February’s Accessibility SIG (Special Interest Group) meeting was jointly run with BSI (British Standards Institution) as an informal workshop, focussing on the accessibility standards’ work being done around the world across various domains. It took advantage of the presence of a number of international standards developers and strategists, who were in the UK (United Kingdom) at the time, to foster exchange of work and ideas between the standards and education communities.

Presentations ranged from an overview of the accessibility standards work being done across the globe by Alex Li (Microsoft) to the development of accessible widgets by Elaine Pearson and her team at Teesside University.

Several of the presenters talked about their ongoing work in accessibility specifications and have asked for feedback from the community. So if you would like be involved in helping to shape these developments, people working on the following specifications would really appreciate your feedback:

* Standardisation Mandate M/376 (Phase 2) – Dave Sawdon from TRE Limited described how this work will create European accessibility requirements for the public procurement of products and services in the ICT domain (similar to the American VPAT (Voluntary Product Accessibility Template), which was introduced by Ken Salaets of the Information Technology Industry Council). The development team are particularly looking for public procurement officials to help define this standard.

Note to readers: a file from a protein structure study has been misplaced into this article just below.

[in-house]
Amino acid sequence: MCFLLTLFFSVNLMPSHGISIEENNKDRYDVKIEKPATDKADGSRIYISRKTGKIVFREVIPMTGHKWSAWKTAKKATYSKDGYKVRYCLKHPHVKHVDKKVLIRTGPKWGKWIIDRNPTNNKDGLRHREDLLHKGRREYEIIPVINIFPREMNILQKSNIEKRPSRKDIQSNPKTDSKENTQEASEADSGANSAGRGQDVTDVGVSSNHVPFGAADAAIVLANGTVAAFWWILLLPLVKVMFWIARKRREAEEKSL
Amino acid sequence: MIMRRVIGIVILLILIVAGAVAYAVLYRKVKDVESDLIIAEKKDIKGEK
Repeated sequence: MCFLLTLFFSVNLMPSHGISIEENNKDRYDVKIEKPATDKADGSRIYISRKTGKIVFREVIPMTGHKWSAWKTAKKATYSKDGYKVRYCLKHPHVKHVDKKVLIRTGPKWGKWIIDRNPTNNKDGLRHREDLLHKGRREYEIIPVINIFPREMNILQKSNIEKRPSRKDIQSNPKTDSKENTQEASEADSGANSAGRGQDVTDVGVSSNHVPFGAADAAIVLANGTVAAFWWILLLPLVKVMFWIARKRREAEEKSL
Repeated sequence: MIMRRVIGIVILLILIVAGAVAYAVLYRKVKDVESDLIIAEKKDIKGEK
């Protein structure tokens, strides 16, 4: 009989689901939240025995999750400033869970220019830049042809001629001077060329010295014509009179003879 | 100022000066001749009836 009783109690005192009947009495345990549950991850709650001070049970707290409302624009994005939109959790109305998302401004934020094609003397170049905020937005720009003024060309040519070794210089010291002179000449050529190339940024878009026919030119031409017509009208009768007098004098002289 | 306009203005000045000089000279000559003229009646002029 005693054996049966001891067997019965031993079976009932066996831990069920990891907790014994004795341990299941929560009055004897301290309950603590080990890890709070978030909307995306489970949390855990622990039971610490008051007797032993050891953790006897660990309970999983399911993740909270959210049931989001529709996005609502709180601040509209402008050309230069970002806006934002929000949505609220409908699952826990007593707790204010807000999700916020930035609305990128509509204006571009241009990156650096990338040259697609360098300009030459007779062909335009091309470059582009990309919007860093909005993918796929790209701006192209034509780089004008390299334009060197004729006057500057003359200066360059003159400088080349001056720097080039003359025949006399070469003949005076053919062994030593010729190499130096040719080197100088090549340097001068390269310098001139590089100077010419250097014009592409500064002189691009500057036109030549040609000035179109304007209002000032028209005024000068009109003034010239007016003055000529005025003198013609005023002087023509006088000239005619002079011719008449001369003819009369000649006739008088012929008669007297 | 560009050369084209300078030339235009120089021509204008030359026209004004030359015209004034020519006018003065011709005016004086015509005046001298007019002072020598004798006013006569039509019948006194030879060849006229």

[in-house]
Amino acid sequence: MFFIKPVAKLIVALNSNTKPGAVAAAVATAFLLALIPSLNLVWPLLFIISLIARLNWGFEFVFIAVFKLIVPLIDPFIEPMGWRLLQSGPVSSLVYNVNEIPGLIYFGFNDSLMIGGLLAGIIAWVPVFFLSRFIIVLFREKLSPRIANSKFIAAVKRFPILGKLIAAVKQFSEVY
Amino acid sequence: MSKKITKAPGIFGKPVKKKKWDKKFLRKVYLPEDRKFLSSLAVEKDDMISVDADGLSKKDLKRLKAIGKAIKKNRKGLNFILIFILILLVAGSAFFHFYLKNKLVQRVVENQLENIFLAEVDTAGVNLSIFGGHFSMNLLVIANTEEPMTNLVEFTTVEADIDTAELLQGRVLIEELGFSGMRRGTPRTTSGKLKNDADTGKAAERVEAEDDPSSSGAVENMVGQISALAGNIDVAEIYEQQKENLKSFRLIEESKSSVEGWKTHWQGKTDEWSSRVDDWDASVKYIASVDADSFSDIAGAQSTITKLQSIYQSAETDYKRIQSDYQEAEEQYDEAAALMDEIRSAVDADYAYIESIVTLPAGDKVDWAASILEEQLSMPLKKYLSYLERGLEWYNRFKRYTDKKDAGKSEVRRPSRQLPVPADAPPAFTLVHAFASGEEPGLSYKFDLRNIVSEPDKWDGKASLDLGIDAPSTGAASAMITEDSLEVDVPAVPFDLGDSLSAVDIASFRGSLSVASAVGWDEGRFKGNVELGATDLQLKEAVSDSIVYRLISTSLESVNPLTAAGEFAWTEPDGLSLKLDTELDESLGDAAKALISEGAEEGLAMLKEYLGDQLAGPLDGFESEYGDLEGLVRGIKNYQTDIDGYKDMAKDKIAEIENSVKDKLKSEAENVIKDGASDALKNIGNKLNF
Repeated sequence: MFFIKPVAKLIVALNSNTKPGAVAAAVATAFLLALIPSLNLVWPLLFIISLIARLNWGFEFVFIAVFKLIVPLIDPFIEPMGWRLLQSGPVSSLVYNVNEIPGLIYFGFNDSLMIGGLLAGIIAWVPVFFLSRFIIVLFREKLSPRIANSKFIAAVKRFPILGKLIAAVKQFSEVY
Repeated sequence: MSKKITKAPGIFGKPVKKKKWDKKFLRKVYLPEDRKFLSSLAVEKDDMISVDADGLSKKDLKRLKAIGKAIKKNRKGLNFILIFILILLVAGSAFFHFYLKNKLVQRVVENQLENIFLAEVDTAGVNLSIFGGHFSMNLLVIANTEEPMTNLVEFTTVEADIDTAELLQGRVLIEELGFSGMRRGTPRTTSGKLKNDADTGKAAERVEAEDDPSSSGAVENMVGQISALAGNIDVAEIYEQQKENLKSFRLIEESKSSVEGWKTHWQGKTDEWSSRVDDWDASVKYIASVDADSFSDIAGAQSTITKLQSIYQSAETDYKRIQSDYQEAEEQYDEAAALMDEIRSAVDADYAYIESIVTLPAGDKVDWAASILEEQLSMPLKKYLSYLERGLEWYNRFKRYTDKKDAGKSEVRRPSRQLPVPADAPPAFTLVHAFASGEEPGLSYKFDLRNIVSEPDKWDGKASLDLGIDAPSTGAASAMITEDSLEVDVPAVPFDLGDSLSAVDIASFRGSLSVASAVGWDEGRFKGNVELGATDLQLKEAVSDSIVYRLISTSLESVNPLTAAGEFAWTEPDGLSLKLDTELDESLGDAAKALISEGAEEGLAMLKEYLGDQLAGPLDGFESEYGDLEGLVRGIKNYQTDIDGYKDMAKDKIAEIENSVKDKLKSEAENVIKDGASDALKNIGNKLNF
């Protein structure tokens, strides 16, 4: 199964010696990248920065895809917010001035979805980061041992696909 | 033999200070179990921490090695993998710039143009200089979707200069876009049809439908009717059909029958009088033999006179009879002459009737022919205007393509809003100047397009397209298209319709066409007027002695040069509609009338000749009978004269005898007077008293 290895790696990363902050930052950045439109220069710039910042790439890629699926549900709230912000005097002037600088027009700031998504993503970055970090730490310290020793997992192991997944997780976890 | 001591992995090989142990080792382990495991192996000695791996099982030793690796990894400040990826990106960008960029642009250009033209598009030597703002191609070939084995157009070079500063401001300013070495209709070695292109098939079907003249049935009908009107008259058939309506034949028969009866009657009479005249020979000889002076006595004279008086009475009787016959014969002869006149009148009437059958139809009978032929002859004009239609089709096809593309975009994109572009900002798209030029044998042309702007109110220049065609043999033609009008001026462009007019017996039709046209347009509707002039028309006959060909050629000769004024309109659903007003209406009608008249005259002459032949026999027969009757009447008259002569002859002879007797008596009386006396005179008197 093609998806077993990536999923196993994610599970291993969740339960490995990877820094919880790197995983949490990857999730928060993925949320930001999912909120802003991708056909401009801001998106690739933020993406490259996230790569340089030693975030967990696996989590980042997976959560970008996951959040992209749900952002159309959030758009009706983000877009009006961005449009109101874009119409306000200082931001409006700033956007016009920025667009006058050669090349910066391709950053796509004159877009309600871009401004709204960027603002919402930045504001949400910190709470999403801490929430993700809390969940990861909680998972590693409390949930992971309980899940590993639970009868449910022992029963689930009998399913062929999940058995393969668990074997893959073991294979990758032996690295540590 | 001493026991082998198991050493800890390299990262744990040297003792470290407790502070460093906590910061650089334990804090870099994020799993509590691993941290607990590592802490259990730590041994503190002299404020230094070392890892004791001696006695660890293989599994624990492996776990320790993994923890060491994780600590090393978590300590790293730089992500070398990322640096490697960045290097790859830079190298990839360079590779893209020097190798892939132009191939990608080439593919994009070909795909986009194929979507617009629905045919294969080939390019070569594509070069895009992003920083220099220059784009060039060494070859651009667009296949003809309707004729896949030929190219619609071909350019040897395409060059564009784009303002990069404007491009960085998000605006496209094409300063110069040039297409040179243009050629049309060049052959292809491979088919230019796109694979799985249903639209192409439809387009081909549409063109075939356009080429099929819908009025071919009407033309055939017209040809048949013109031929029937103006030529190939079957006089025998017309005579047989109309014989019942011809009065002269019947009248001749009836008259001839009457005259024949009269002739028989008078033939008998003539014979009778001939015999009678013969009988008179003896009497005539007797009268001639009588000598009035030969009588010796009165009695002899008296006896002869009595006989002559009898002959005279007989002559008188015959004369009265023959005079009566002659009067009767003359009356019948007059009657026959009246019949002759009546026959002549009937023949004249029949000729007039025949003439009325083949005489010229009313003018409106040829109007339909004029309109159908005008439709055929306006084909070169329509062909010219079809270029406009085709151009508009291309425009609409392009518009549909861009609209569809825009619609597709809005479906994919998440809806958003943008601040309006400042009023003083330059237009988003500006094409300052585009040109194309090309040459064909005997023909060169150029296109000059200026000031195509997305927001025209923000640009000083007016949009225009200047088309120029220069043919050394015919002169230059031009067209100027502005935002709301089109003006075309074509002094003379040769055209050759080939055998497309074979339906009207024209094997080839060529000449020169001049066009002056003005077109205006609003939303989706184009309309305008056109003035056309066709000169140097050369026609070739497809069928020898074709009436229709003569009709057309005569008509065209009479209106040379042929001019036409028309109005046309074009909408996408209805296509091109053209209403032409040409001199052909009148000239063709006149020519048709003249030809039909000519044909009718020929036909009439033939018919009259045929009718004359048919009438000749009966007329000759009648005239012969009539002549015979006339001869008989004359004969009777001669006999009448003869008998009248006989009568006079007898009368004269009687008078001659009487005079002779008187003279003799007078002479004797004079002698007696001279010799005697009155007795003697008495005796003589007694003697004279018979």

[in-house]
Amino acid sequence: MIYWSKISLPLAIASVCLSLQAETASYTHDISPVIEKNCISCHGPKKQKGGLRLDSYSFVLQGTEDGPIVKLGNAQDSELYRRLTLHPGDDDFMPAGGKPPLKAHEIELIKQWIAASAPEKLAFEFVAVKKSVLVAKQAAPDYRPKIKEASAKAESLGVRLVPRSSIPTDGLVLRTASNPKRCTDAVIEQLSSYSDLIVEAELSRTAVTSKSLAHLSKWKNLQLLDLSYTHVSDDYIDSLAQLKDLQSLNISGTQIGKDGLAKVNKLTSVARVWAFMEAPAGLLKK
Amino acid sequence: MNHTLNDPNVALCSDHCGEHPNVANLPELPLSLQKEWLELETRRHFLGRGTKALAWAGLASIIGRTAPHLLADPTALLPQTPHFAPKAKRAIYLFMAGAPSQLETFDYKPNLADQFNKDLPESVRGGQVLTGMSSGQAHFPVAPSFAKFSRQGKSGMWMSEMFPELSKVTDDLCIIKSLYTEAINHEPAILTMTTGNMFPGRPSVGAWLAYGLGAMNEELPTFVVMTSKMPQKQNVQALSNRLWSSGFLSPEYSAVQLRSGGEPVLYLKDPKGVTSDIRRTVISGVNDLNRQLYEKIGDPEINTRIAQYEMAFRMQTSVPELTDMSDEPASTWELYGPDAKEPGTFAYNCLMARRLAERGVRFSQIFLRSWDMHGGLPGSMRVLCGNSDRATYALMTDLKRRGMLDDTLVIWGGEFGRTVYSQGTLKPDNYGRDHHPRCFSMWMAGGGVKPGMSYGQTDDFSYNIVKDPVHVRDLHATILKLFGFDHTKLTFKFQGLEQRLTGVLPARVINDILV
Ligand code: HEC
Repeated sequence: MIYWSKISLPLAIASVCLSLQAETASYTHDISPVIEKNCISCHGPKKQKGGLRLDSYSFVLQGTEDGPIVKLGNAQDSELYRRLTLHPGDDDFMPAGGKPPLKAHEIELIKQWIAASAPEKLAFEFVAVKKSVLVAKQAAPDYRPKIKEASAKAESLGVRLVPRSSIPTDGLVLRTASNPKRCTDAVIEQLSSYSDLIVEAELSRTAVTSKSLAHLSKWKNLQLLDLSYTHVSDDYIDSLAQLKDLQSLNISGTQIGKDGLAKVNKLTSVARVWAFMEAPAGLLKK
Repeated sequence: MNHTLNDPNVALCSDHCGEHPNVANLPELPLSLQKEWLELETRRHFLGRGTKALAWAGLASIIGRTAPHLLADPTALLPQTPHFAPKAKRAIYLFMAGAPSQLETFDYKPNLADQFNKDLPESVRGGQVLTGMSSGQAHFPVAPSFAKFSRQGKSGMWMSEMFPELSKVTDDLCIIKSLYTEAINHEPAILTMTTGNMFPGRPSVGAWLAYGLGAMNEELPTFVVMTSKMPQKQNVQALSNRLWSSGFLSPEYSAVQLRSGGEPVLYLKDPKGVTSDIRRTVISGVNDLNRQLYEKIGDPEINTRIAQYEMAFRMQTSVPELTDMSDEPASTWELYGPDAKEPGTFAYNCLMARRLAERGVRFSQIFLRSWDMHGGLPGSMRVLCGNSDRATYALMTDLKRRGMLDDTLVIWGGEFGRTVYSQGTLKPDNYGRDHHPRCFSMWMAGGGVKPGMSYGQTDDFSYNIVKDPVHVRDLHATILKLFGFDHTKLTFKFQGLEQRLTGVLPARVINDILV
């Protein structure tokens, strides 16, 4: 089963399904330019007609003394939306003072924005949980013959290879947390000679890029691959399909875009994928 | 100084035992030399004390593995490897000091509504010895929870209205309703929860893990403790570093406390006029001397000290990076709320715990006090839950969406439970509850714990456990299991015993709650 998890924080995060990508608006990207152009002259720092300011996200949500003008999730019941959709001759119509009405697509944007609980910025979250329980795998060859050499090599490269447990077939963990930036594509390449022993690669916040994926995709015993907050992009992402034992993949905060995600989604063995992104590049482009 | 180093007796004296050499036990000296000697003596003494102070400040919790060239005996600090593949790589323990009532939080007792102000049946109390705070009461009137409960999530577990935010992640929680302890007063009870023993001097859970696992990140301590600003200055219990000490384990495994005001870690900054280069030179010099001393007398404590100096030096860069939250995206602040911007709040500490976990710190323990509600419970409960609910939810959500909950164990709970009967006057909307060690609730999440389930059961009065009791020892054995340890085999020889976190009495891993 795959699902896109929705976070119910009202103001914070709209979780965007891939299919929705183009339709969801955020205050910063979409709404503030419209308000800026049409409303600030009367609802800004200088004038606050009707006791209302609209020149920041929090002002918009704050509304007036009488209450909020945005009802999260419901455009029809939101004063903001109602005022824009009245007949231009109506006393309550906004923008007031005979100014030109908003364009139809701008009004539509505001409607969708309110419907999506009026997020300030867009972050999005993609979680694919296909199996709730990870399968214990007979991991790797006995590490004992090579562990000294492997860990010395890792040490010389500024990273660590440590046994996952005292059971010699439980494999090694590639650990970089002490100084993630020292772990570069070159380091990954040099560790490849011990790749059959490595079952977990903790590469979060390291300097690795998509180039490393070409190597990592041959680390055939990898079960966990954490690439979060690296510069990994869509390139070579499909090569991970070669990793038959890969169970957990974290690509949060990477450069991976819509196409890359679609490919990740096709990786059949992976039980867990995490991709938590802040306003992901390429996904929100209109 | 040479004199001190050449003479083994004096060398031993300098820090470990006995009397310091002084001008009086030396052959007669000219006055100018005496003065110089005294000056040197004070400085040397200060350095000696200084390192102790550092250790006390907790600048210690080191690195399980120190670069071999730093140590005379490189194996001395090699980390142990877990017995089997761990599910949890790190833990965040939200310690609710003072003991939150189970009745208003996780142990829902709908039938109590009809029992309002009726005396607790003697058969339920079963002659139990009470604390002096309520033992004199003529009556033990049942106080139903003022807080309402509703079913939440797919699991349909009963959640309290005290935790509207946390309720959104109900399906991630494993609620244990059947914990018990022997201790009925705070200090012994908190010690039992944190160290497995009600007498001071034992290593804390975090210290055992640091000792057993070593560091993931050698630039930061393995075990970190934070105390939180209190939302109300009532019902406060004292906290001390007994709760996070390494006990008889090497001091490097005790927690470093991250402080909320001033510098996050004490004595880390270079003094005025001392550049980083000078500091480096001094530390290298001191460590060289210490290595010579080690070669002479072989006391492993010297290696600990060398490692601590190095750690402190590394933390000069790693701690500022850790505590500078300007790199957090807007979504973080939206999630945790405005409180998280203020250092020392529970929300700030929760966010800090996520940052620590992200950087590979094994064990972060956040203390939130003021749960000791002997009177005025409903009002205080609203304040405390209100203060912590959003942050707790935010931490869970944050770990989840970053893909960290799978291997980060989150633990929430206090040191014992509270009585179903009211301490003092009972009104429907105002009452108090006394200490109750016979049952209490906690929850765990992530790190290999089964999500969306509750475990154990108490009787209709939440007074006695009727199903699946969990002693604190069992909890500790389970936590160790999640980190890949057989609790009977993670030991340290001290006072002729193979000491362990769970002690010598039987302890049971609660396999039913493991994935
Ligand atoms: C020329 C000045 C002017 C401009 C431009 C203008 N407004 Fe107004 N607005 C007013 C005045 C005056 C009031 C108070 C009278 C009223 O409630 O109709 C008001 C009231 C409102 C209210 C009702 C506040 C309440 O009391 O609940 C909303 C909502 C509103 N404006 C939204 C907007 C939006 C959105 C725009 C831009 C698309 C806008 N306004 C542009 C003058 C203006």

* Access For All v.3.0 – works on the premise that personalisation preferences need to be machine readable, so it uses metadata to describe these personal needs and preferences. Andy Heath and the specification development team at IMS would like people to download it, try it out, implement it, check it works, and provide feedback.